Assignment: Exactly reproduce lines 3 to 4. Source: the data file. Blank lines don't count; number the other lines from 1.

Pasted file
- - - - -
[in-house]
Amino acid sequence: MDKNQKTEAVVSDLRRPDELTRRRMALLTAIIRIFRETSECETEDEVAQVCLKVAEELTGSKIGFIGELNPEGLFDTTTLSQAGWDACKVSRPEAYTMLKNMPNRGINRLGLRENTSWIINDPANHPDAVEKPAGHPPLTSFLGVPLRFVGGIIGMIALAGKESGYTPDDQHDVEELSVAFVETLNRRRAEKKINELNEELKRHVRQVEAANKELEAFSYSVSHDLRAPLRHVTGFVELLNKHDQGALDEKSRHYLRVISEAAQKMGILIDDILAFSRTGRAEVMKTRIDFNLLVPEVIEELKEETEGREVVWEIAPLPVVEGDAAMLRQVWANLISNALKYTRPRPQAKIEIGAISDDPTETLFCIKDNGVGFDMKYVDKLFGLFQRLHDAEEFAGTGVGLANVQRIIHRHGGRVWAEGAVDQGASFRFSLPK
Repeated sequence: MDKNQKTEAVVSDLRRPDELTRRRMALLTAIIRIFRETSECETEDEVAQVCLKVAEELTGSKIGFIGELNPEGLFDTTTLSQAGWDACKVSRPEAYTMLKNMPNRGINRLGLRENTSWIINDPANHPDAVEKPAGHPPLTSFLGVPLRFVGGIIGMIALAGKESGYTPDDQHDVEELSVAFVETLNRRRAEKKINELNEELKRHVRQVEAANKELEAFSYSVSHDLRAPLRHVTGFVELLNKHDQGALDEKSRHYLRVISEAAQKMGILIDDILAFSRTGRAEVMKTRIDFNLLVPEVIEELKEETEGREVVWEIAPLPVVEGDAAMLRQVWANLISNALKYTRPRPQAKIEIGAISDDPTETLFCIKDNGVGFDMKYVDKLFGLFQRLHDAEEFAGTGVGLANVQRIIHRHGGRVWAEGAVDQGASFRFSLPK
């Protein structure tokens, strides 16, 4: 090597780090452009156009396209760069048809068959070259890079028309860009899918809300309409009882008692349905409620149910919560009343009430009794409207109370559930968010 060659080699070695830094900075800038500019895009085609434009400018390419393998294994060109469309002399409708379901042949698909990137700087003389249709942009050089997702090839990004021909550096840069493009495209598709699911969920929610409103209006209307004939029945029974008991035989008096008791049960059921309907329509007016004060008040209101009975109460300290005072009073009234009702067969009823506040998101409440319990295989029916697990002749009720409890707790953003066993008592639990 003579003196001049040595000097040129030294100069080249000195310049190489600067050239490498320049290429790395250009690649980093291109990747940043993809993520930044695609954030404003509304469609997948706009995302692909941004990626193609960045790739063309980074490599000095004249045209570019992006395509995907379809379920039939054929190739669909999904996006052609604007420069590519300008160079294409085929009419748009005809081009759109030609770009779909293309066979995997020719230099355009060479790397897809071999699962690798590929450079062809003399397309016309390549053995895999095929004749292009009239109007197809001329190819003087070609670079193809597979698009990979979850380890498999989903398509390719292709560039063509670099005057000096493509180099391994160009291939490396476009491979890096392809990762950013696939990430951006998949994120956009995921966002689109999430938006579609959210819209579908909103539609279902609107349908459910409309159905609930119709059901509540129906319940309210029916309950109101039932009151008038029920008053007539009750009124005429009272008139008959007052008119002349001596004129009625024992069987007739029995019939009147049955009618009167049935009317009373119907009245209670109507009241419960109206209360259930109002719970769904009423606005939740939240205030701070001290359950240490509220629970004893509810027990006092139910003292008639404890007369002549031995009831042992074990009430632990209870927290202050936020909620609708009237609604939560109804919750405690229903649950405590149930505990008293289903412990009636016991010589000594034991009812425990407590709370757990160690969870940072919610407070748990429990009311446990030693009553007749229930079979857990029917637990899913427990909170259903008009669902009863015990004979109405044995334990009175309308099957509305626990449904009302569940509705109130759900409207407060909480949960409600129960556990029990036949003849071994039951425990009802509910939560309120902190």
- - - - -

Repeated sequence: MDKNQKTEAVVSDLRRPDELTRRRMALLTAIIRIFRETSECETEDEVAQVCLKVAEELTGSKIGFIGELNPEGLFDTTTLSQAGWDACKVSRPEAYTMLKNMPNRGINRLGLRENTSWIINDPANHPDAVEKPAGHPPLTSFLGVPLRFVGGIIGMIALAGKESGYTPDDQHDVEELSVAFVETLNRRRAEKKINELNEELKRHVRQVEAANKELEAFSYSVSHDLRAPLRHVTGFVELLNKHDQGALDEKSRHYLRVISEAAQKMGILIDDILAFSRTGRAEVMKTRIDFNLLVPEVIEELKEETEGREVVWEIAPLPVVEGDAAMLRQVWANLISNALKYTRPRPQAKIEIGAISDDPTETLFCIKDNGVGFDMKYVDKLFGLFQRLHDAEEFAGTGVGLANVQRIIHRHGGRVWAEGAVDQGASFRFSLPK
């Protein structure tokens, strides 16, 4: 090597780090452009156009396209760069048809068959070259890079028309860009899918809300309409009882008692349905409620149910919560009343009430009794409207109370559930968010 060659080699070695830094900075800038500019895009085609434009400018390419393998294994060109469309002399409708379901042949698909990137700087003389249709942009050089997702090839990004021909550096840069493009495209598709699911969920929610409103209006209307004939029945029974008991035989008096008791049960059921309907329509007016004060008040209101009975109460300290005072009073009234009702067969009823506040998101409440319990295989029916697990002749009720409890707790953003066993008592639990 003579003196001049040595000097040129030294100069080249000195310049190489600067050239490498320049290429790395250009690649980093291109990747940043993809993520930044695609954030404003509304469609997948706009995302692909941004990626193609960045790739063309980074490599000095004249045209570019992006395509995907379809379920039939054929190739669909999904996006052609604007420069590519300008160079294409085929009419748009005809081009759109030609770009779909293309066979995997020719230099355009060479790397897809071999699962690798590929450079062809003399397309016309390549053995895999095929004749292009009239109007197809001329190819003087070609670079193809597979698009990979979850380890498999989903398509390719292709560039063509670099005057000096493509180099391994160009291939490396476009491979890096392809990762950013696939990430951006998949994120956009995921966002689109999430938006579609959210819209579908909103539609279902609107349908459910409309159905609930119709059901509540129906319940309210029916309950109101039932009151008038029920008053007539009750009124005429009272008139008959007052008119002349001596004129009625024992069987007739029995019939009147049955009618009167049935009317009373119907009245209670109507009241419960109206209360259930109002719970769904009423606005939740939240205030701070001290359950240490509220629970004893509810027990006092139910003292008639404890007369002549031995009831042992074990009430632990209870927290202050936020909620609708009237609604939560109804919750405690229903649950405590149930505990008293289903412990009636016991010589000594034991009812425990407590709370757990160690969870940072919610407070748990429990009311446990030693009553007749229930079979857990029917637990899913427990909170259903008009669902009863015990004979109405044995334990009175309308099957509305626990449904009302569940509705109130759900409207407060909480949960409600129960556990029990036949003849071994039951425990009802509910939560309120902190």